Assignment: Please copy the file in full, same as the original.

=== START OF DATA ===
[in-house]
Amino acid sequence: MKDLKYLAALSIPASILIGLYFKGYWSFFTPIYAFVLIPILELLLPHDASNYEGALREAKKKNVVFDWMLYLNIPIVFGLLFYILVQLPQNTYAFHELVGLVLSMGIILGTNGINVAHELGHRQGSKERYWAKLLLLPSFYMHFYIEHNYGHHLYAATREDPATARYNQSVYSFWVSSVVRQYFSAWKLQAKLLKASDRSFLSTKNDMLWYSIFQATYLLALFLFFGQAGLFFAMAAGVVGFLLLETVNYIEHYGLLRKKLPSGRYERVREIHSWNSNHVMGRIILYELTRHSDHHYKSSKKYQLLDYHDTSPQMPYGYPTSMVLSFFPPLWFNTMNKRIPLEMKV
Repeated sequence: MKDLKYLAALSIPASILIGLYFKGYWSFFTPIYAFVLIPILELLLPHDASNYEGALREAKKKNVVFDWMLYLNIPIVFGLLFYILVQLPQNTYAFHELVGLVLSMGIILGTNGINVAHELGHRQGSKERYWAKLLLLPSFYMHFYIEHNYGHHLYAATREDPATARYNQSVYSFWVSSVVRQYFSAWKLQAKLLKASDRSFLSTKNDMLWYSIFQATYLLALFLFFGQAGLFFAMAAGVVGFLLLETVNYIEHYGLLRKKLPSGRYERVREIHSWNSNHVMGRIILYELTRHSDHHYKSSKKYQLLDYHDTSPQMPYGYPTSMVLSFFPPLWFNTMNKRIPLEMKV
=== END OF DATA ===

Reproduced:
[in-house]
Amino acid sequence: MKDLKYLAALSIPASILIGLYFKGYWSFFTPIYAFVLIPILELLLPHDASNYEGALREAKKKNVVFDWMLYLNIPIVFGLLFYILVQLPQNTYAFHELVGLVLSMGIILGTNGINVAHELGHRQGSKERYWAKLLLLPSFYMHFYIEHNYGHHLYAATREDPATARYNQSVYSFWVSSVVRQYFSAWKLQAKLLKASDRSFLSTKNDMLWYSIFQATYLLALFLFFGQAGLFFAMAAGVVGFLLLETVNYIEHYGLLRKKLPSGRYERVREIHSWNSNHVMGRIILYELTRHSDHHYKSSKKYQLLDYHDTSPQMPYGYPTSMVLSFFPPLWFNTMNKRIPLEMKV
Repeated sequence: MKDLKYLAALSIPASILIGLYFKGYWSFFTPIYAFVLIPILELLLPHDASNYEGALREAKKKNVVFDWMLYLNIPIVFGLLFYILVQLPQNTYAFHELVGLVLSMGIILGTNGINVAHELGHRQGSKERYWAKLLLLPSFYMHFYIEHNYGHHLYAATREDPATARYNQSVYSFWVSSVVRQYFSAWKLQAKLLKASDRSFLSTKNDMLWYSIFQATYLLALFLFFGQAGLFFAMAAGVVGFLLLETVNYIEHYGLLRKKLPSGRYERVREIHSWNSNHVMGRIILYELTRHSDHHYKSSKKYQLLDYHDTSPQMPYGYPTSMVLSFFPPLWFNTMNKRIPLEMKV